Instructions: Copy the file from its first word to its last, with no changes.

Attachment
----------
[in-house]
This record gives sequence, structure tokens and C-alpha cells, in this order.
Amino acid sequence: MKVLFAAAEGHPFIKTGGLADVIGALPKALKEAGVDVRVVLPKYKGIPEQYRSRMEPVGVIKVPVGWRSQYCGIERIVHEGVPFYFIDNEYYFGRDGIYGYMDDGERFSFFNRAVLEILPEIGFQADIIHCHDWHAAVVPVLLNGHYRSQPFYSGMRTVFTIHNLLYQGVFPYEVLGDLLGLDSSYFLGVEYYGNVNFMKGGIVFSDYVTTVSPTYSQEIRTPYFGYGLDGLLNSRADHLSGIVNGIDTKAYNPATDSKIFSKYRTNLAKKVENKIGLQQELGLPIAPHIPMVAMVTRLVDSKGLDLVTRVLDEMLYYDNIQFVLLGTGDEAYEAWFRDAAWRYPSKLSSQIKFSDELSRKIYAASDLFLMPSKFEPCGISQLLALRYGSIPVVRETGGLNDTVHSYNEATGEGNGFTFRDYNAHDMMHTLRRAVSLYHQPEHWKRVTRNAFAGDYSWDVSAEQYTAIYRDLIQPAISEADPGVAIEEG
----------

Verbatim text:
[in-house]
This record gives sequence, structure tokens and C-alpha cells, in this order.
Amino acid sequence: MKVLFAAAEGHPFIKTGGLADVIGALPKALKEAGVDVRVVLPKYKGIPEQYRSRMEPVGVIKVPVGWRSQYCGIERIVHEGVPFYFIDNEYYFGRDGIYGYMDDGERFSFFNRAVLEILPEIGFQADIIHCHDWHAAVVPVLLNGHYRSQPFYSGMRTVFTIHNLLYQGVFPYEVLGDLLGLDSSYFLGVEYYGNVNFMKGGIVFSDYVTTVSPTYSQEIRTPYFGYGLDGLLNSRADHLSGIVNGIDTKAYNPATDSKIFSKYRTNLAKKVENKIGLQQELGLPIAPHIPMVAMVTRLVDSKGLDLVTRVLDEMLYYDNIQFVLLGTGDEAYEAWFRDAAWRYPSKLSSQIKFSDELSRKIYAASDLFLMPSKFEPCGISQLLALRYGSIPVVRETGGLNDTVHSYNEATGEGNGFTFRDYNAHDMMHTLRRAVSLYHQPEHWKRVTRNAFAGDYSWDVSAEQYTAIYRDLIQPAISEADPGVAIEEG